Stacy Cowley and Jessica Silver-Greenberg
(The New York Times)
Over the past decade, states have increasingly turned to a powerful tool to stop drunken driving before it starts: Miniature breathalyzers, wired into a car’s electronics, that prevent the engine from starting unless the person behind the wheel is sober enough to drive.
These devices, called ignition interlocks, have been remarkably effective. One study found that states mandating them for all drunken driving offenders had 15 percent fewer fatalities from alcohol-related car accidents.
But while interlocks have prevented thousands of crashes, they have also caused them.
In November 2017, Alexis Butler was backing out of a driveway in Arlington, Texas, when a speeding pickup slammed into her Toyota Camry. The driver, Blake Cowan, had been arrested twice the previous year for drunken driving, but he was sober at the time of the crash, according to police records.
To start his truck, Cowan had to prove his sobriety by blowing into an interlock device, a machine the size of a cellphone, wired to the car’s steering column. But to keep driving, he had to provide additional breath samples to show he hadn’t been drinking on the road.
Those checks, known in the industry as rolling retests, occur at random. They require the driver to lift a hand off the wheel, pick up the device and blow – hard – into its mouthpiece for several seconds. If the driver fails or doesn’t comply, the car goes into panic mode: Its headlights flash, and its horn honks until the driver turns off the engine.
Cowan had just passed a test but dropped his interlock on the floor. Wanting it in easy reach for his next one, he distractedly fumbled for it, he told a police detective – and hit Butler’s car. She died a week later.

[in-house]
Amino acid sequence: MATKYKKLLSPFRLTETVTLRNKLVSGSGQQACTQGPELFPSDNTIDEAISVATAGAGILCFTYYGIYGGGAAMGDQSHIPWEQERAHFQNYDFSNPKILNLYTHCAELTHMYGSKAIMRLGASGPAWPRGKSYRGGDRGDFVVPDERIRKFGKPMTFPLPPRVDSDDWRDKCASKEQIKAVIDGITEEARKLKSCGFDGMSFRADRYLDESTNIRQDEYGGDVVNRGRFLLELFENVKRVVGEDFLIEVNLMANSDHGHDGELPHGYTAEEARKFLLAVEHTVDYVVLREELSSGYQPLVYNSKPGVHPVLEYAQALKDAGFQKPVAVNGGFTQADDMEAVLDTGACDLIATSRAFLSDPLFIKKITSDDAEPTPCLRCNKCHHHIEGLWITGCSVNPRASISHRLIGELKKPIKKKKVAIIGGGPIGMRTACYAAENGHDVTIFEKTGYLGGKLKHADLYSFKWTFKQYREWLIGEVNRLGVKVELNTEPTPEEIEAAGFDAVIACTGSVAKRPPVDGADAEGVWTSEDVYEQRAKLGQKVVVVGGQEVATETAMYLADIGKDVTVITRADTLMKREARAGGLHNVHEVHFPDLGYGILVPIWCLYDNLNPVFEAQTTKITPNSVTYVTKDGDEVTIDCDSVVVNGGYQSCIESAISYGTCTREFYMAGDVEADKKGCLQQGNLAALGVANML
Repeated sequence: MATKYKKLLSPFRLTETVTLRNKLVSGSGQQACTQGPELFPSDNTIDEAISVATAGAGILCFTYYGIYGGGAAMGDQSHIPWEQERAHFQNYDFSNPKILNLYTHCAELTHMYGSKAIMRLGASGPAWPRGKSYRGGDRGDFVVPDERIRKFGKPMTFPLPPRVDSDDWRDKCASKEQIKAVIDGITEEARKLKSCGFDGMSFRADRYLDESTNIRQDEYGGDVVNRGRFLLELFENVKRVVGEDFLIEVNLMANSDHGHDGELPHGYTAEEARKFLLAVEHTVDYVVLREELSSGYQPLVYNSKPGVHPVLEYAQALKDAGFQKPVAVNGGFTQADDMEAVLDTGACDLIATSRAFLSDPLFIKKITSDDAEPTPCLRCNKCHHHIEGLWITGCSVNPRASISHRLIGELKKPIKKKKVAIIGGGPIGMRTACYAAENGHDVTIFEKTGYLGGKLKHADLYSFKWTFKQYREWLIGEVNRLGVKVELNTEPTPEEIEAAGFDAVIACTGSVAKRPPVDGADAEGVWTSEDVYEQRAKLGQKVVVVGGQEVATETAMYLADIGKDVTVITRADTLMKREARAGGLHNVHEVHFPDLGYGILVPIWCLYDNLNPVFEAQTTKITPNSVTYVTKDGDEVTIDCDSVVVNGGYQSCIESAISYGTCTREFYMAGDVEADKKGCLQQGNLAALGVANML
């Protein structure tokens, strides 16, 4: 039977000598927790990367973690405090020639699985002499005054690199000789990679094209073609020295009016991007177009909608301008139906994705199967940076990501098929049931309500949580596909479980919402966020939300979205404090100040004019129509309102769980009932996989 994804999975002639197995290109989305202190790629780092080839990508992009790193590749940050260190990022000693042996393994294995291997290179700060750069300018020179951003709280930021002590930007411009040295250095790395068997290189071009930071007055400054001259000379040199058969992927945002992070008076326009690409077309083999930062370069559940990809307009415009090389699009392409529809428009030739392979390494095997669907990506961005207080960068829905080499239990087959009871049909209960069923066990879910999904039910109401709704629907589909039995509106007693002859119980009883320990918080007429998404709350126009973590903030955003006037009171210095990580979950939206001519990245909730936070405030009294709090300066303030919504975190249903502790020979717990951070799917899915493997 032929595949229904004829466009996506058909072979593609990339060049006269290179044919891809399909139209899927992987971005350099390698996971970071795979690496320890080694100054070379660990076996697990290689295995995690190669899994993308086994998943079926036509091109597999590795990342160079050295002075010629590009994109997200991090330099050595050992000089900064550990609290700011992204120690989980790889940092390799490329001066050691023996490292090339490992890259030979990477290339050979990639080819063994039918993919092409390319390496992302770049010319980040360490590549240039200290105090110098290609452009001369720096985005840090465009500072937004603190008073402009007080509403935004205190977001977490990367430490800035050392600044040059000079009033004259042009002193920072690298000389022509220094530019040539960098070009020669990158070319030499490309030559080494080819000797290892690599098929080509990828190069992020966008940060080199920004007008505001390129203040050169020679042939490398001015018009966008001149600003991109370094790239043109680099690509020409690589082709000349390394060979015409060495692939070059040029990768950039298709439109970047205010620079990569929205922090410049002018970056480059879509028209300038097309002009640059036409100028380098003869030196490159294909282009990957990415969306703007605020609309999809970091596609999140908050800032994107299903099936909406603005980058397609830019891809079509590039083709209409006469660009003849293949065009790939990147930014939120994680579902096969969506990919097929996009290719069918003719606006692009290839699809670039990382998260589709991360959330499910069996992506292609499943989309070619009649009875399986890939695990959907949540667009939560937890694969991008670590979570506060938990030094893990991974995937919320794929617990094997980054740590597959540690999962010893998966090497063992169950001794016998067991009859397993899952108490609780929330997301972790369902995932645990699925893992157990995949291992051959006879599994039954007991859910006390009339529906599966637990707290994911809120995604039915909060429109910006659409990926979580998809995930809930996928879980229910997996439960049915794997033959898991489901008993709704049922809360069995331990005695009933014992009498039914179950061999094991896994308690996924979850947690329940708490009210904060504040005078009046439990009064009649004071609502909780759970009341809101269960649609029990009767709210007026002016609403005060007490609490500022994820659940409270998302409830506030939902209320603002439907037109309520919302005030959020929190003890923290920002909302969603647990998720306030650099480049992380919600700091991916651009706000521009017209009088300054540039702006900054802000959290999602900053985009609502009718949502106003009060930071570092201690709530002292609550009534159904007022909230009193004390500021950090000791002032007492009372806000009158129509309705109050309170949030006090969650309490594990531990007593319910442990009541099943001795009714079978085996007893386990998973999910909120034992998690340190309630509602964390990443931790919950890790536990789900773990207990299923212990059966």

Nearly 350,000 people in the United States have interlocks, according to the latest estimate in an annual industry report, up from 133,000 a decade earlier. Thirty-four states require people with drunken-driving convictions to install the devices. That number will no doubt grow; other states are considering similar laws. Two U.S. senators are pushing legislation that would require all new cars to include a version of the technology by 2024.
But the devices’ potential to divert motorists’ attention has drawn little scrutiny, even as states clamp down on other forms of distracted driving, like texting or putting a phone to your ear.
A review by The New York Times of accident reports and lawsuits turned up dozens of examples of collisions in which the devices played a role.
A Lucrative, Growing
In 2005, New Mexico became the first state to require interlocks for everyone convicted of driving drunk. More than a dozen others soon followed, spurred on by a nationwide lobbying campaign by Mothers Against Drunk Driving.
The organization says its top legislative priority is getting all states to mandate interlocks for every drunken-driving offender. MADD has also called for automakers to include such technology as an option in all vehicles.
“The research showing that interlocks save lives is pretty overwhelming,” said J.T. Griffin, MADD’s chief government affairs officer.
That’s not the only reason they’re an easy sell: States don’t pay. Drivers pay about $75 to have the devices installed in their cars, as well as a monthly monitoring fee that generally runs between $60 and $100. The annual cost of having a device is typically $1,000 or more.
That has created a lucrative industry. Smart Start, based in Texas, estimated its interlock revenue last year at $150 million – nearly double its revenue from four years ago – according to its chief executive. Dräger, a German company that is among the leading manufacturers of breathalyzer machines, now makes twice as much money from interlocks in the United States as it does from its traditional breath-test business. Private equity firms looking to cash in have bought several interlock makers, including Smart Start, and are circling others.
When regulatory warnings about rolling tests have come up, Interlock companies have pushed back.